Can criminal records be expunged in Colorado?

Learn how to clear your criminal record in Colorado. Discover what can be cleared from a record and how the process works.

Sometimes a person gets his or herself into a bad situation and ends up being arrested or charged with a crime. This can haunt a person for the rest of his or her life. It can stop people from being able to get jobs, find a place to live and even help out at their child's school. For this reason, Colorado has made it so some people may be able to seal certain criminal records.

Clearing a criminal record

The process of clearing a criminal record differs from state to state. Terms related to clearing a record also vary. In Colorado, only juveniles can have a criminal record expunged, according to the Colorado Legislative Council. Adults can have records sealed.

There are exceptions for who qualifies to have records sealed. Vehicle related cases and sexual related cases cannot be sealed nor can cases that still have unpaid fines and court costs or other money is still owed on them. Having a record sealed can be done by anyone who has an arrest record even without actual charges having been filed, had a case against them dismissed or in some circumstances by people who have been convicted of a crime.

It is important to note that sealing a record does not mean it goes completely away. That would be what happens in expungement, which is only open to minors. Sealing a record still makes it accessible to law enforcement, courts and any agency that is required by law to conduct a criminal background check.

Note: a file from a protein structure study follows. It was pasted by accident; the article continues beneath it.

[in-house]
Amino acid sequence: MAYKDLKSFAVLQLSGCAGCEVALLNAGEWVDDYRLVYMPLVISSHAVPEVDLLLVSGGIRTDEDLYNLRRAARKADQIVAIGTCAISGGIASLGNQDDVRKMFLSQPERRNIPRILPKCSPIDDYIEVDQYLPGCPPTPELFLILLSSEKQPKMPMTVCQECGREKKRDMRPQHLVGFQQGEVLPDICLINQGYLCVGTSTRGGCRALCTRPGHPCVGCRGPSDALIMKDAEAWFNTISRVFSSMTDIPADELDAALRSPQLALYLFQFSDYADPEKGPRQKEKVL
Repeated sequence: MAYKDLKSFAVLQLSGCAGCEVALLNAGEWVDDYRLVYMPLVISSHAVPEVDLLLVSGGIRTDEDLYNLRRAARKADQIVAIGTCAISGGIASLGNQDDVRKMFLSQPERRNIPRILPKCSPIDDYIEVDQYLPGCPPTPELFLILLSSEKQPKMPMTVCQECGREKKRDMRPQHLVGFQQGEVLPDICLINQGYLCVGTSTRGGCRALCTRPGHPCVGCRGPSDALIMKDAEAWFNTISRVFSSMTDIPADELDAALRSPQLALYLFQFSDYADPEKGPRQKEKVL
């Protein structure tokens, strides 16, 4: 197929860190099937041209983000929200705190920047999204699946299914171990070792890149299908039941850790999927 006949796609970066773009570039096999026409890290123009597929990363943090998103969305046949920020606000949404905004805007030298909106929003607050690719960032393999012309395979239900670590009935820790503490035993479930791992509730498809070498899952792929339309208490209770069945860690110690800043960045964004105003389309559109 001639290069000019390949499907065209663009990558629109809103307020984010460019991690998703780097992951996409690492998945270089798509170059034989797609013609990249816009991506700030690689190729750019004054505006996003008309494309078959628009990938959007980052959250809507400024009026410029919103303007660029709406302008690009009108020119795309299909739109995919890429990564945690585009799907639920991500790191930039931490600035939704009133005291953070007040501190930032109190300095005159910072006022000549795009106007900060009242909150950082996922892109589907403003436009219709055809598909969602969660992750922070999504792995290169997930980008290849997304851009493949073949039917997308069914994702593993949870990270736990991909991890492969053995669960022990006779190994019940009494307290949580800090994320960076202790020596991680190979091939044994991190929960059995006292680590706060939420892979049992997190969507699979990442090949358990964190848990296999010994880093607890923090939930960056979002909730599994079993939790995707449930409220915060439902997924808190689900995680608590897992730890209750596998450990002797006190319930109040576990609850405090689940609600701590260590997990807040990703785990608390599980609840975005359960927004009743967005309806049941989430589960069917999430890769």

In most cases, a person must wait until ten years after he or she has completed the court sanctioned requirements, such as probation or jail time, or after the case has been dismissed before being eligible to have his or her record sealed. In addition, the person must have a clean criminal record since then. The ten-year waiting period may not apply to some drug charges.

Steps to take

A person who wants to seal his or her criminal record must first file a petition with the court, along with any required fees, according to the Colorado Judicial Branch. This must be done in the county in which the criminal conviction, arrest or situation occurred in. The filing and court process may differ for those who have an actual conviction on their record.

Trying to clear a criminal record of any type can be difficult. The law is very specific, making the process somewhat confusing at times. If you need assistance, you might want to contact Shazam Kianpour & Associates, P.C.